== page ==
In most cases tear staining is largely a cosmetic problem and your pet will lead an otherwise normal life, however, some patients with tear stains may have underlying eye problems which means they overproduce tears due to ocular irritation. These tears can then spill over onto the face resulting in tear staining. It is important to ensure underlying reasons for tear staining have been ruled out by a vet as, if ignored, the underlying problem may progress and be harder to treat.
Your pet’s eyes are as sensitive as your own and are just as susceptible to irritation, allergies, injury, and disease. One of the earliest signs of many eye problems is a red eye. If your pet’s eyes appear visibly red or swollen get them checked ASAP by your vet as some causes of a red eye are not only painful but can lead to permanent blindness if left untreated (such as glaucoma).
Common causes of redness:
- Allergies or irritants
- Foreign object in the eye
- Dry Eye
- Uveitis (inflammation inside the eye)
- Corneal Ulcers
- Cherry Eye
6. Dull, Cloudy, or Colour Change
Healthy eyes should be bright, clear, and shiny — if your pet’s eye suddenly looks cloudy or opaque this is a sure sign of an eye problem that needs to be examined by a vet!
Most often cloudiness is noticed in the cornea (the clear window at the front of the eye) or the lens- vision may be affected to varying degrees depending on the underlying cause.
Conditions most likely to cause cloudy or opaque eyes:
- Uveitis- inflammation inside the eye
- Pannus- autoimmune inflammation in the cornea, German Shepherds are predisposed
- Injury or damage to the eye/s
- Corneal ulcers or scratches
- Dry Eye
Nuclear Sclerosis is considered a normal ageing change in older pets where the lens takes on a cloudy or blueish haze – it doesn’t affect vision but can often be confused with cataracts at first glance. Your vet can easily distinguish between the two conditions by doing an eye exam.
7. Runny or Sticky Eye
Eye discharge is a common problem in pets. Some types are completely normal, while others may be associated with potentially serious health concerns. In order to determine when you need to take your pet to the vet, you’ll need to understand the various types of eye discharge and what each may mean.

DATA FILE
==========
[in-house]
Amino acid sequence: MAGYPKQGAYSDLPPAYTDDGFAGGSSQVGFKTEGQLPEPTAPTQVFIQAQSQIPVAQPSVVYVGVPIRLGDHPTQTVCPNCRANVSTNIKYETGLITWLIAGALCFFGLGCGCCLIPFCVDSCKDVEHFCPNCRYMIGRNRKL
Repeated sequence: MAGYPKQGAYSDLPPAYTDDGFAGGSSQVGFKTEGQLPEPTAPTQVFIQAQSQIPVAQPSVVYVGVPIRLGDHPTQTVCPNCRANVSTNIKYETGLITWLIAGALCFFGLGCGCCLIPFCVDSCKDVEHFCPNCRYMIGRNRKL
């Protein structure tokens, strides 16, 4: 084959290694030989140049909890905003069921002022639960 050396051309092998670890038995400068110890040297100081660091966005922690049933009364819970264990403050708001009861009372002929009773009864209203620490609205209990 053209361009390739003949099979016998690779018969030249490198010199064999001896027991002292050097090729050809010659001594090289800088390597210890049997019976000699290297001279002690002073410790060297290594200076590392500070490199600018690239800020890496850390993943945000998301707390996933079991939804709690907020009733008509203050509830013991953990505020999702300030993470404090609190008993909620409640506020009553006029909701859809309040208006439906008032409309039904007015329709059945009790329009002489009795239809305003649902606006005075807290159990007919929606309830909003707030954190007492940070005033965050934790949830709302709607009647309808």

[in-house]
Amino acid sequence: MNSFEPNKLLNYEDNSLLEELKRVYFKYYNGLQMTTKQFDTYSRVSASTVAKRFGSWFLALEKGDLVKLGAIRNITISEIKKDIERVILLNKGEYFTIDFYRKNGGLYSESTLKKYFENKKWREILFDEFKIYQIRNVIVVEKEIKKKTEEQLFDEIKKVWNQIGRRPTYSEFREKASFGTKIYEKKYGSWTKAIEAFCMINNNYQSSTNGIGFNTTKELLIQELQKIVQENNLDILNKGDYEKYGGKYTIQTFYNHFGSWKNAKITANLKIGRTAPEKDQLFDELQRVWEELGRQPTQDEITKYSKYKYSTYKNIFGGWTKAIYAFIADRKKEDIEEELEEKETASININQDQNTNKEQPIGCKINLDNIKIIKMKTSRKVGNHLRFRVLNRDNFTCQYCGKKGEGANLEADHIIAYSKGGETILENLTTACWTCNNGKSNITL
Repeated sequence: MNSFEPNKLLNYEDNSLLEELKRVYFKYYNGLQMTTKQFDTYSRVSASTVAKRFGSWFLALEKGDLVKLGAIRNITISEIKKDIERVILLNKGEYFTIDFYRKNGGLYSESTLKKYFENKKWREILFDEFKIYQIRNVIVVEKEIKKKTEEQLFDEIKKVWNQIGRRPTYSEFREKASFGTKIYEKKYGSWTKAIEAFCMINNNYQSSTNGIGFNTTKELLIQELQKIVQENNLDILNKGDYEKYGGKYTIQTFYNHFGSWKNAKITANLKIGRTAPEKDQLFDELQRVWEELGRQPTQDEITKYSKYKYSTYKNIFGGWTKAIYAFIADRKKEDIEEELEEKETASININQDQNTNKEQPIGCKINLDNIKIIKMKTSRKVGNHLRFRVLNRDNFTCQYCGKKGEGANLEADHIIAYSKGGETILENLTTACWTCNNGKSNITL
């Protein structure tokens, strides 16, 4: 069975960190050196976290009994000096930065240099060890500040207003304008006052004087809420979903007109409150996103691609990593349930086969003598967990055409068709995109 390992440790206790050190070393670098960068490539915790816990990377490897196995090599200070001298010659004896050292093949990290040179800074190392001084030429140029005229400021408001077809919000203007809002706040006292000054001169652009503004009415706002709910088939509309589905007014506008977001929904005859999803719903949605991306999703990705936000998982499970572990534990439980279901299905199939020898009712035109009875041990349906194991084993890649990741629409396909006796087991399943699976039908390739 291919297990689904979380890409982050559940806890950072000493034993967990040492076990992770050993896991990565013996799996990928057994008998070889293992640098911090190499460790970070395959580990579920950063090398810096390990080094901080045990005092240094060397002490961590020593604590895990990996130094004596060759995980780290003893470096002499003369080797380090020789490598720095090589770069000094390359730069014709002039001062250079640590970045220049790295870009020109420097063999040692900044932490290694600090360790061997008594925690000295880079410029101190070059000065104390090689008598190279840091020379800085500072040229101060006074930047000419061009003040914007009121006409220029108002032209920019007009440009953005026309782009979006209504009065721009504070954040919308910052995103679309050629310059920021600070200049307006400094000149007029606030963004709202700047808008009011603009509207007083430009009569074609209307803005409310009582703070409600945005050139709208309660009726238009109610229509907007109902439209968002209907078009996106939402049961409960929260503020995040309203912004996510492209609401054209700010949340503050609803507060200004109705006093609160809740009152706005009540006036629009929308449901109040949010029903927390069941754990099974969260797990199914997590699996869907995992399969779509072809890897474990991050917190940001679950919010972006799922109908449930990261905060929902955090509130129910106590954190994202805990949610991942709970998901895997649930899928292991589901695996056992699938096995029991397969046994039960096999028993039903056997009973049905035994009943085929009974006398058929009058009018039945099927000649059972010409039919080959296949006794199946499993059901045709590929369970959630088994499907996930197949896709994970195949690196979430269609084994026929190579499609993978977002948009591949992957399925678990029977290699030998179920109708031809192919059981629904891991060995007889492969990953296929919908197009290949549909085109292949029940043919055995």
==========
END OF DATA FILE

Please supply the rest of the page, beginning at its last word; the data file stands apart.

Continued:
5 most common types of eye discharge:
- A little ‘gunk’ or crustiness – generally made out of dried tears, oil, mucus, dead cells, dust, etc. Typically, clear or a slightly reddish-brown colour that accumulates at the inside corners of the eyes. Most evident in the morning and is perfectly normal, with the amount produced each day being relatively constant. It should be easily removed with a damp cloth or eye cleansing solution made for pets. The eyes shouldn’t be red and shouldn’t exhibit any signs of discomfort.
- Watery Eyes – Excessive eye watering (AKA epiphora) is associated with many different conditions that can range from being relatively minor to more serious. Below are some of the common causes of watery eyes in pets:
- Foreign body in the eye
- Anatomical abnormalities (e.g. rolled in eyelids)
- Blocked tear ducts
- Corneal wounds
- Glaucoma (increased eye pressure)
Your pet may have simply received an eyeful of pollen or dust, and the increased tearing is working to solve the problem. If eyes continue to water or your pet develops red, painful eyes or other types of eye discharge, make an appointment with your vet.
- Reddish-Brown Tear Stains – many pets, especially those with light-coloured fur, develop a reddish-brown discolouration to the fur near the inner corner of their eyes. This occurs because tears contain a pigment called porphyrin that turns reddish-brown with prolonged exposure to air. In most cases tear staining is cosmetic and can be removed with eye cleansers however sometimes it may be due to an underlying disease causing excess tearing so it is advisable to get tear stains checked by a vet.
- White-Grey Mucus – This can be a sign of Dry Eye (AKA keratoconjunctivitis sicca), a condition where the tear film becomes inadequate. A normal tear film is vital for good eye health so the body tries to compensate by making more mucus to try and lubricate the eyes. Left untreated Dry Eye can result in severe discomfort and potentially even blindness.
- Yellow or Green Eye Discharge – pets whose eyes produce yellow or green discharge often have conjunctivitis or an eye infection.
If you have any concerns, get in touch with your local Goddard vet for advice, or make an appointment online.